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ISIS Militants Seize Nuclear Materials In Iraq That Could Be Used For WMDs

The insurgents reportedly took uranium compounds from Mosul University. The material could potentially be used for manufacturing weapons of mass destruction.

Posted on July 9, 2014, at 8:58 p.m. ET

AP Photo/Militant Website, File

Iraqi insurgents in a picture posted earlier this year.

Insurgents in Iraq have stolen nearly 88 pounds of uranium compounds, Reuters reported Wednesday.

The uranium had been kept at Mosul University and was intended for scientific research purposes. Insurgents from the Islamic State of Iraq and Syria (ISIS) took over the city of Mosul, Iraq, last month during their push to create an ultra-violent state.

AP Photo

The uranium could be used for "manufacturing weapons of mass destruction."

The seized uranium came to light after Mohamed Ali Alhakim, the Iraqi ambassador to the United Nations, wrote a letter warning the international community. The letter states the compounds could be used to make weapons of mass destruction and asks for international help preventing them from being used "by terrorists in Iraq or abroad."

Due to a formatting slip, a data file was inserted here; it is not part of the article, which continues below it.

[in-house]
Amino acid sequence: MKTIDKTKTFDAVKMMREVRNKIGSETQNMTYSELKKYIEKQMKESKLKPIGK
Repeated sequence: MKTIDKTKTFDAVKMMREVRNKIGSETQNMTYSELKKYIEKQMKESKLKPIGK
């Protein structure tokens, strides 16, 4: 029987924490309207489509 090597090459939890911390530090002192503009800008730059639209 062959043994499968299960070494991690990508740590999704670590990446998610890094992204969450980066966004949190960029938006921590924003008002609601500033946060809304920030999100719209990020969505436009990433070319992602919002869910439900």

However, a U.S. government official told Reuters the material was not enriched uranium, meaning it would be difficult to weaponize.

AP Photo/militant social media account via AP video

Iraqi militants in a photo posted in June.

Estimates vary on how much uranium is needed to make a full-fledged nuclear bomb, but it's generally not much.

The bomb dropped on Hiroshima was filled with about 141 pounds of uranium, though only a small fraction of it actually contributed to the explosion. In the past, the Discovery Channel reported that Iran could probably build a nuclear weapon with 55 pounds of uranium. Others have estimated that it would require only 35 pounds.

Weapons-grade uranium must be enriched, though, which involves increasing its isotope levels. There are several methods for enriching uranium.

A BuzzFeed News investigation, in partnership with the International Consortium of Investigative Journalists, based on thousands of documents the government didn't want you to see.

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